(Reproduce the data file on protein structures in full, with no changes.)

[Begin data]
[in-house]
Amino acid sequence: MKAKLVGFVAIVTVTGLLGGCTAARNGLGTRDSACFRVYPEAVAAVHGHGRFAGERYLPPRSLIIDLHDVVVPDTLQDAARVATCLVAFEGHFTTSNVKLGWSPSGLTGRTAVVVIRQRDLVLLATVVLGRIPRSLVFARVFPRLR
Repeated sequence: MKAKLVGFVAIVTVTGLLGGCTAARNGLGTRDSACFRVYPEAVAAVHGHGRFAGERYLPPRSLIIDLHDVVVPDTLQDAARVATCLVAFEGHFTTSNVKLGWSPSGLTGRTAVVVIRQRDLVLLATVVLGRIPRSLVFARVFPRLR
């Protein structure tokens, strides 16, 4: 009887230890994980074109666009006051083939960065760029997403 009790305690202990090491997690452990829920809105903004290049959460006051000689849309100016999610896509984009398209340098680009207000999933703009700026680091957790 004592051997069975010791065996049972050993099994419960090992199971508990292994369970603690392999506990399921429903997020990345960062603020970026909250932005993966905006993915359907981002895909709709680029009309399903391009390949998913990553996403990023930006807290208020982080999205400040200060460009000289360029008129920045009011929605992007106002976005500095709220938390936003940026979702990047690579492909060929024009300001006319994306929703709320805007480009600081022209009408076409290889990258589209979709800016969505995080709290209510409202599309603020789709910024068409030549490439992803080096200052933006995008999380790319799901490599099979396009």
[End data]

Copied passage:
[in-house]
Amino acid sequence: MKAKLVGFVAIVTVTGLLGGCTAARNGLGTRDSACFRVYPEAVAAVHGHGRFAGERYLPPRSLIIDLHDVVVPDTLQDAARVATCLVAFEGHFTTSNVKLGWSPSGLTGRTAVVVIRQRDLVLLATVVLGRIPRSLVFARVFPRLR
Repeated sequence: MKAKLVGFVAIVTVTGLLGGCTAARNGLGTRDSACFRVYPEAVAAVHGHGRFAGERYLPPRSLIIDLHDVVVPDTLQDAARVATCLVAFEGHFTTSNVKLGWSPSGLTGRTAVVVIRQRDLVLLATVVLGRIPRSLVFARVFPRLR
């Protein structure tokens, strides 16, 4: 009887230890994980074109666009006051083939960065760029997403 009790305690202990090491997690452990829920809105903004290049959460006051000689849309100016999610896509984009398209340098680009207000999933703009700026680091957790 004592051997069975010791065996049972050993099994419960090992199971508990292994369970603690392999506990399921429903997020990345960062603020970026909250932005993966905006993915359907981002895909709709680029009309399903391009390949998913990553996403990023930006807290208020982080999205400040200060460009000289360029008129920045009011929605992007106002976005500095709220938390936003940026979702990047690579492909060929024009300001006319994306929703709320805007480009600081022209009408076409290889990258589209979709800016969505995080709290209510409202599309603020789709910024068409030549490439992803080096200052933006995008999380790319799901490599099979396009």